Take them to a shelf where they've said their child won't read anything or they loved Diary of a Wimpy Kid, Horrible Histories, Horrid Henry, Judy Moody, Winnie the Witch, Roald Dahl or like funny stuff, for their older kid and show them Calvin and Hobbes collection which is hundreds of pages of comics and they will inevitably go 'Oh that's just pictures I want them to read real books and it's very expensive.'

It's as much about education as everything. Get them reading them they will read them for life. Maybe not all the time but they won't furl up their nose at comics when they are having kids and will show their kids reading comics is great.

I have just stopped myself from warbling any further. I have talked about this before as you can imagine. Am a lover of books and comics (also work in some capacity in bookshops) so I do love all media when getting kids to read.

I once had a mother come to me and ask me for a real book for her child. I asked her what she meant by a real book. It turns out that the kid was reading rugby books up and down as well as back to front but a teacher told him he wasn't reading 'real' books. He was ten or thereabouts. The teacher told the mother the same thing and told her to get a 'real' book for him. I was kinda shocked. He was reading books I would find a bit difficult to read. If that was what he wanted to read I told her let him read rugby books (but also showed her Rugger Boys from Cinebook if he wanted a laugh). Snobbery when it comes to getting kids to read doesn't help anyone.

Anyway I've waffled loads. Save the Dandy. When did I turn into a curmudgeon complainy fella?

Barry said...

Nice interview with Jamie Smart (one of the best artists in the business IMHO), also a link to an article he wrote for the Guardian.

I hope it doesn't close, I love the Beano but the Dandy is streets ahead of it due to this man and others such as your good self Lew. My son will be very unhappy with this, it's his favourite comic and he's French so he has all that wonderful BD to choose from (Titeuf, Lucky Luke and countless others) and it's still his favourite. It must be saying something to beat out that competition. I haven't got back to England in a few weeks so he(and I) can't wait to read The Dark Newt.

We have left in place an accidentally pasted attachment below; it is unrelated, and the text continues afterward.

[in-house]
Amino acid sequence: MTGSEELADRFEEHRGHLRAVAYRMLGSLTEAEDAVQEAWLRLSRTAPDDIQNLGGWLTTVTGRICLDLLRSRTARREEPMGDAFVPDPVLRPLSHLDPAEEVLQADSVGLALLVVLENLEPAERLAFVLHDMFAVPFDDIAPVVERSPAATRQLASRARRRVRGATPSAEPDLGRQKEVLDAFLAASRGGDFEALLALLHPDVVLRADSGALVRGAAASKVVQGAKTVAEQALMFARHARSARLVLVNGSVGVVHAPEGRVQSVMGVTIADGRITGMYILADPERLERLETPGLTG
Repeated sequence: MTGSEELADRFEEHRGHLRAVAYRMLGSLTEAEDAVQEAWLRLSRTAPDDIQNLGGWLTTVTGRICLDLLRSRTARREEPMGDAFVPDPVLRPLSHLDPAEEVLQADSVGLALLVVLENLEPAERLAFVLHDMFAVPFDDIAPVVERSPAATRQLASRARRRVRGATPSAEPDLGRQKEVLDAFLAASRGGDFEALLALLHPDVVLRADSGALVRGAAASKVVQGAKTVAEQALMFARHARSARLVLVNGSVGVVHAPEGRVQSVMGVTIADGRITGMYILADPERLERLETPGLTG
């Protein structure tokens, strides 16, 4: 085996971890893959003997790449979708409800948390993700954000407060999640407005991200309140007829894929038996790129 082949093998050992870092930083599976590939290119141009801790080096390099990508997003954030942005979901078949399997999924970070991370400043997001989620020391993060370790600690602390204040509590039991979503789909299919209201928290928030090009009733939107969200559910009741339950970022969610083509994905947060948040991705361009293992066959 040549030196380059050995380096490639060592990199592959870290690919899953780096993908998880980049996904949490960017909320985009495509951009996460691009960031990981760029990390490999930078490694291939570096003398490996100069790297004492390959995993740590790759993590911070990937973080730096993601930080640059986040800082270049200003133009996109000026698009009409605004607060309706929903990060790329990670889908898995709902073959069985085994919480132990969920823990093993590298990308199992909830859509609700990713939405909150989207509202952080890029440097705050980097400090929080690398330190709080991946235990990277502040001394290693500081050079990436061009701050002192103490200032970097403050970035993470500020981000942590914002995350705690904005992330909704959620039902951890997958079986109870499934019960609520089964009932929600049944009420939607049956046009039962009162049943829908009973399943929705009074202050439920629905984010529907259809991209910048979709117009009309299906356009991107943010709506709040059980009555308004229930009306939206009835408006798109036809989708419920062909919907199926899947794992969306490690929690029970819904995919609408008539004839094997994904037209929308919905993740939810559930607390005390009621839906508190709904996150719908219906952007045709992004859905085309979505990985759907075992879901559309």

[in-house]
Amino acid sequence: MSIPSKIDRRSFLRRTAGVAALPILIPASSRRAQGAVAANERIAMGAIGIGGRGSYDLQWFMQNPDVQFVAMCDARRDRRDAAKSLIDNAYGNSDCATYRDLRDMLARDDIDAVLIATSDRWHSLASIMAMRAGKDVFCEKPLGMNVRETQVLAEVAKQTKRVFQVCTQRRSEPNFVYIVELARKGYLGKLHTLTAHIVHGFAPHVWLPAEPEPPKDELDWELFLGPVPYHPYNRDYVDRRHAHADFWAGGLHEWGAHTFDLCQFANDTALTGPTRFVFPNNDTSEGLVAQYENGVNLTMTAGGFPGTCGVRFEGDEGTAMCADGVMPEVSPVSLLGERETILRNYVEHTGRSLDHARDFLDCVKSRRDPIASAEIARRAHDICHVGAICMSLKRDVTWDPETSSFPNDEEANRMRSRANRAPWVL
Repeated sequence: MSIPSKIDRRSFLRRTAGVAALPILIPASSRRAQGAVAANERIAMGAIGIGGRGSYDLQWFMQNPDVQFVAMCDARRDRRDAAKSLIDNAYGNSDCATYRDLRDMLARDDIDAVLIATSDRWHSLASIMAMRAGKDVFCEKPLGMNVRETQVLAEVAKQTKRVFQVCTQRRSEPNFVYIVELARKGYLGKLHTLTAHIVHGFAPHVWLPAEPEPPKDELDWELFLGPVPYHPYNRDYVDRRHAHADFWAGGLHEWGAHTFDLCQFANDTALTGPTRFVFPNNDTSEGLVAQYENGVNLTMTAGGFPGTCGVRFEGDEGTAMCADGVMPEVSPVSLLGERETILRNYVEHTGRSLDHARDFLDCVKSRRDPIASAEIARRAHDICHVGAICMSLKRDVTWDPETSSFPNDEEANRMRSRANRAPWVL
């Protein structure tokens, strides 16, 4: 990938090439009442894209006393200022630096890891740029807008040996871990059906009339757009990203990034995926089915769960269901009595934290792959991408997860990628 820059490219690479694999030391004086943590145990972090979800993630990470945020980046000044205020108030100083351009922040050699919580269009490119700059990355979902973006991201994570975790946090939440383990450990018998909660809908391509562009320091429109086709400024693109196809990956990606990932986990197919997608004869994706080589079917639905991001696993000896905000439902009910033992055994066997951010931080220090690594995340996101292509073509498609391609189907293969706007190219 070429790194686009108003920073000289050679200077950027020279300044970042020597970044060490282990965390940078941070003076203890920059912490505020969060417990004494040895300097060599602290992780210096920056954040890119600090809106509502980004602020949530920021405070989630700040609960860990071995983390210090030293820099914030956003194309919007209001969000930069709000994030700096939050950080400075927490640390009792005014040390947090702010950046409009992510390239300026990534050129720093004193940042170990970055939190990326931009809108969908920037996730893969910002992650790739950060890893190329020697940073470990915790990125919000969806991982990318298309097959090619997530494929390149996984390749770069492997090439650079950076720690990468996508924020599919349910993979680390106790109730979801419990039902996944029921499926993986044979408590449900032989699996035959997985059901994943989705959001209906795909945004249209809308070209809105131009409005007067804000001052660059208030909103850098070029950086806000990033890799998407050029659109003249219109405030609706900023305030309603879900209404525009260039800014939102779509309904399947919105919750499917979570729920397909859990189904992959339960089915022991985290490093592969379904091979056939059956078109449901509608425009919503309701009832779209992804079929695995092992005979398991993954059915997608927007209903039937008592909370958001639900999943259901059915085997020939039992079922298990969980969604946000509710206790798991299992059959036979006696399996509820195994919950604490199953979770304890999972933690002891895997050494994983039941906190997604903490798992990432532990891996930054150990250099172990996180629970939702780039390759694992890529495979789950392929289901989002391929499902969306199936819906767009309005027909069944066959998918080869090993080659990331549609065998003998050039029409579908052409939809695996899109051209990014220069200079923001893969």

I also can't believe a comic historian can call themselves such a thing without having read the Dandy, as is obvious from his quote. I'd actually call it wildly inventive.

The newsprint v glossy paper is a good point though. I've always wondered if the difference in price of paper now is so small that it makes no difference to profit margins which paper they use. Otherwise it would be a no brainer to switch to the cheaper stock and I don't think anyone would mind. I've often wished that 2000ad would switch back, but I guess that is a nostalgia thing.

Anyway telling all my mates to buy it this week, 1.99 is nothing in this day and age, I'd say that's an absolute bargain. Less than the price a coffee in some places (haha maybe that could be a campaign, "buy a Dandy instead of your morning coffee once a week").

Cheers Lew, goodluck and I hope you're working for The Dandy for many years to come.

James Spiring said...

Truculent Sheep, the circulation will probably have fallen since then, as the Dandy has been removed from the ABC list - when the latest magazine sales figures are revealed this week, the Dandy won't be mentioned. The sales are bad enough that they don't want to admit the true figure, and the reports are using the number from six months ago.

Lew Stringer said...

That's only speculation on your part though James. Most comics have removed themselves from the ABC list. (2000 AD, Judge Dredd, Commando, etc.)

Martin said...

Travesty!! The publisher of one of the world's longest-running children's comics, The Dandy, has confirmed plans to stop printing the title.

Lew Stringer said...

Thanks but I've already covered it Martin. See today's blog post. Sad news indeed.

Martin said...

I'll be passing the DC offices next week. Might leave a wreath at the door. Or visit Dan's statue and do likewise...